Okay, my last post regarding the Sock Summit was more of a collection of images and random thoughts. This will likely be no different. I'm sorry to anyone or thing I forget to mention. I just can't list everything that happened. Surprised? Of course not. Why?
Because the Sock Summit is a unicorn. You can't capture it. Yes, it's magic chases away evil. But it is also elusive and rare. Maybe you only get one sighting in your whole life.
OR, maybe it's because I taught three long classes, took two long classes, wandered the marketplace, attended dinners and panels, sat in the Lucy Booth (advice, 5 cents) partied, and made about a hundred new friends. In four days. I've had enough time to process it, but I still don't know if it was all just a dream.
Still with me? Great. I'd like to try to start with a quick review of the classes I took. The first one was Colorful Stitches with Tina Newton and Anna Zilboorg.
This picture is of the tote the teachers got, but if you look closely you'll see a tiny swatch tied to the top. This is what I made in that class.
Tina is the genius behind Blue Moon Fiber Arts, makers of the iconic sock yarn - Socks That Rock. Anna Zilboorg is a Turkish knitting expert. Both are color savants. Both are so much more than those tiny descriptions.
Anna Zilboorg told us that she never really saw color until she discovered something in the 1960's... "killer weed." Yes, it was as plain as that. She was Harvard educated and helped found the Humanities department at MIT, where she taught for a long while. She is elegant, funny, charming and classy. I want to be her when I grow up.
Tina created over 500 colorways at Blue Moon. She has a raven book coming out this fall that you will all want to own. She told an amazing story about ravens and how they inspired her to do a series of colors all playing on black. All beautiful, none of them flat.
I won't talk too much about what happened in class in case I step on proprietary-type toes. Those are giant cranky toes with nails that scratch (sorry, gross). I will say Anna Zilboorg teased me about breaking the rules. Which, ordinarily would be great. It would be so great that I would ask her to write it on my body in Sharpie as a badge of honor. But in this case, she was trying to liberate us from matching colors, and I just went ahead and coordinated colors anyway. I am the worst kind of rule breaker: The one who isn't free!
The next class was Engineering New Stitches with Cat Bordhi. Cat Bordhi is one of the most original thinkers I've ever run across. She is best known for knitting moebius type garments or inventing several new sock architectures known as sockitectures. She too, is so much more that that.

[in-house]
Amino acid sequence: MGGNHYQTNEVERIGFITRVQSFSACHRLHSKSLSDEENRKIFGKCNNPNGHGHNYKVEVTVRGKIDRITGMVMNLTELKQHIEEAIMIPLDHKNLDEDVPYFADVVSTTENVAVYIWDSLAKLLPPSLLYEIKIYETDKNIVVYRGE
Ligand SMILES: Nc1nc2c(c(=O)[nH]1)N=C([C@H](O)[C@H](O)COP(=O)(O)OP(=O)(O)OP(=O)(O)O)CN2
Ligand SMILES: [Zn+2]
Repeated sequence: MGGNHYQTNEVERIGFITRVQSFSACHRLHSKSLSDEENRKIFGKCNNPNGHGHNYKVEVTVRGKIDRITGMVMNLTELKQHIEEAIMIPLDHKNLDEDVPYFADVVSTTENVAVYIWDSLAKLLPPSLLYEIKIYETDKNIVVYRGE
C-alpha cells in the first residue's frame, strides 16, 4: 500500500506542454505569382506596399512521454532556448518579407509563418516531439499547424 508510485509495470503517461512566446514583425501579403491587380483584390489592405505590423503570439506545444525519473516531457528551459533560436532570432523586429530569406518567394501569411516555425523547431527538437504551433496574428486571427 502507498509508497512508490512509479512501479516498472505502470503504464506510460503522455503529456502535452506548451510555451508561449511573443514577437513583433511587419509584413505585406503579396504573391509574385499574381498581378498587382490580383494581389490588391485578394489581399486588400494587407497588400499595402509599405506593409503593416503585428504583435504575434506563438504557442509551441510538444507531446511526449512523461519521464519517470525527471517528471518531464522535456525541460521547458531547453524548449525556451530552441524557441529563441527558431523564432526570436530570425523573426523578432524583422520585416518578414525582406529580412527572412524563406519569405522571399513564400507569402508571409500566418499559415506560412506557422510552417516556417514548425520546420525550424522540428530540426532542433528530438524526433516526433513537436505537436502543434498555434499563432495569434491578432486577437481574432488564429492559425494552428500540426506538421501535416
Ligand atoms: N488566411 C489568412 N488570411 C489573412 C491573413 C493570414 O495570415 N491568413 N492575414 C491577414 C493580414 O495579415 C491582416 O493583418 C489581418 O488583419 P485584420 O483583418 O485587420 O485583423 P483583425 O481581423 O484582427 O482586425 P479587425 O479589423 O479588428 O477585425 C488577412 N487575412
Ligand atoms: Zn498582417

My brain is still processing all of the information shared in that class. I feel like I can now write my own stitch dictionary. I can combine stitches in new ways. In short, I can do anything. This is probably the best feeling humans get to have.
And now, as promised, I present to you Barbara Walker's socks. She knit them, she wore them. She sold them for $5. They now hang over my front door as a good luck charm. But you know what's crazy? (No, you haven't heard the "crazy" part yet) These were knit flat and them seamed up the front. React as you will.
The marketplace was bonkers. I was overwhelmed the entire time I was in there. I managed to pick up a few things and actually took a couple of pictures. This is not the entirety of what came home with me but I don't want to get a reputation.
The first yarn up there is Bugga from Sanguine Gryphon in the color Rainbow Scarab. I was lucky enough to sit next to Gryphon in Cat Bordhi's class and she is so cute and fun and interesting. Of course her yarn is too. With 20% cashmere content, this yarn is not going to become socks. It will be something about the neck.
The Usual. Nothing usual about it. I love this yarn and the colors are great. The one on the left was a gift from my friend Nancy and I actually started crying when she gave it to me. It was a combination of her generosity, the beauty of the yarn, the fact that I hadn't eaten more than a handful of trail mix in 18 hours, and some other things. But mostly her generosity.
I'm so lucky to live in Portland, with so many amazing and talented friends. The place where the first Sock Summit happened. The place of unicorns.